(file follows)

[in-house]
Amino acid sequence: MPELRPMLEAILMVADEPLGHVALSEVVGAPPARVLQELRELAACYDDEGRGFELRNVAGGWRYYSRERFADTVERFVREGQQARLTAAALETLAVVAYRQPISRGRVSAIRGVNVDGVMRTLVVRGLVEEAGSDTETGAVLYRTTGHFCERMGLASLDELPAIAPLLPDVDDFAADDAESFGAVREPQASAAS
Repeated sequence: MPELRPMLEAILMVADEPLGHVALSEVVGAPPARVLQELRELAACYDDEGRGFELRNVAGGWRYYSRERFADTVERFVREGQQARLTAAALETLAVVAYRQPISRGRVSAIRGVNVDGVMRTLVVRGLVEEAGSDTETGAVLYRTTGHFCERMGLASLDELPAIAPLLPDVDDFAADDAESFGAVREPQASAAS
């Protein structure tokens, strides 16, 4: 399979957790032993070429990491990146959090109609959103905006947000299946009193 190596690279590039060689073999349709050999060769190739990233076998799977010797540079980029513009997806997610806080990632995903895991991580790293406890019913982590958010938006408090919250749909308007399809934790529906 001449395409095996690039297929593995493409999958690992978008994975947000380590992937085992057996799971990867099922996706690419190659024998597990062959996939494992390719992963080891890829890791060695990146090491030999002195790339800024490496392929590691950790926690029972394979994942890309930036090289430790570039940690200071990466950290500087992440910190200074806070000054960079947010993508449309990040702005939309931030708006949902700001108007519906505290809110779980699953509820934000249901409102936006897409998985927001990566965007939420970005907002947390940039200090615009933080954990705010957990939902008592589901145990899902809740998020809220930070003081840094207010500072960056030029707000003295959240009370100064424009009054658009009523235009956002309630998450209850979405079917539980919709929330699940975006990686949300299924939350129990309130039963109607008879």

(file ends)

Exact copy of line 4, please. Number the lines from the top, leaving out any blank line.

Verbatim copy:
């Protein structure tokens, strides 16, 4: 399979957790032993070429990491990146959090109609959103905006947000299946009193 190596690279590039060689073999349709050999060769190739990233076998799977010797540079980029513009997806997610806080990632995903895991991580790293406890019913982590958010938006408090919250749909308007399809934790529906 001449395409095996690039297929593995493409999958690992978008994975947000380590992937085992057996799971990867099922996706690419190659024998597990062959996939494992390719992963080891890829890791060695990146090491030999002195790339800024490496392929590691950790926690029972394979994942890309930036090289430790570039940690200071990466950290500087992440910190200074806070000054960079947010993508449309990040702005939309931030708006949902700001108007519906505290809110779980699953509820934000249901409102936006897409998985927001990566965007939420970005907002947390940039200090615009933080954990705010957990939902008592589901145990899902809740998020809220930070003081840094207010500072960056030029707000003295959240009370100064424009009054658009009523235009956002309630998450209850979405079917539980919709929330699940975006990686949300299924939350129990309130039963109607008879």